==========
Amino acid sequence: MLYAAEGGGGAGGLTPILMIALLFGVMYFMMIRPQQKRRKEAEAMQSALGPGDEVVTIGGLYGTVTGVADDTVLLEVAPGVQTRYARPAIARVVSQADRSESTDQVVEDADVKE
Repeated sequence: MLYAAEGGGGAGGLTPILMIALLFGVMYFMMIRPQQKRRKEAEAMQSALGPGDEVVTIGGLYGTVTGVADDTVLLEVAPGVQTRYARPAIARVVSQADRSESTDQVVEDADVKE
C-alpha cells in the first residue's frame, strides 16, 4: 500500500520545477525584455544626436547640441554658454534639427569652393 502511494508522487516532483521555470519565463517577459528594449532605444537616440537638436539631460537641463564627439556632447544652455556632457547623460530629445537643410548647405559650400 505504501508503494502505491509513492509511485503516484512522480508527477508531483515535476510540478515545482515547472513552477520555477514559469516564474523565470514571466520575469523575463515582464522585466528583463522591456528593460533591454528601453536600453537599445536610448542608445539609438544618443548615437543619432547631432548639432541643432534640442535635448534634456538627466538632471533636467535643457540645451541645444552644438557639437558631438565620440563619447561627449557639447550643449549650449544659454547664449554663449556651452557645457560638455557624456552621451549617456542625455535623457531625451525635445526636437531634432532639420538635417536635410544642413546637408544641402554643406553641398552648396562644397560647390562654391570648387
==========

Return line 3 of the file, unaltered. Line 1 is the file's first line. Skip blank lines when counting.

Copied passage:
C-alpha cells in the first residue's frame, strides 16, 4: 500500500520545477525584455544626436547640441554658454534639427569652393 502511494508522487516532483521555470519565463517577459528594449532605444537616440537638436539631460537641463564627439556632447544652455556632457547623460530629445537643410548647405559650400 505504501508503494502505491509513492509511485503516484512522480508527477508531483515535476510540478515545482515547472513552477520555477514559469516564474523565470514571466520575469523575463515582464522585466528583463522591456528593460533591454528601453536600453537599445536610448542608445539609438544618443548615437543619432547631432548639432541643432534640442535635448534634456538627466538632471533636467535643457540645451541645444552644438557639437558631438565620440563619447561627449557639447550643449549650449544659454547664449554663449556651452557645457560638455557624456552621451549617456542625455535623457531625451525635445526636437531634432532639420538635417536635410544642413546637408544641402554643406553641398552648396562644397560647390562654391570648387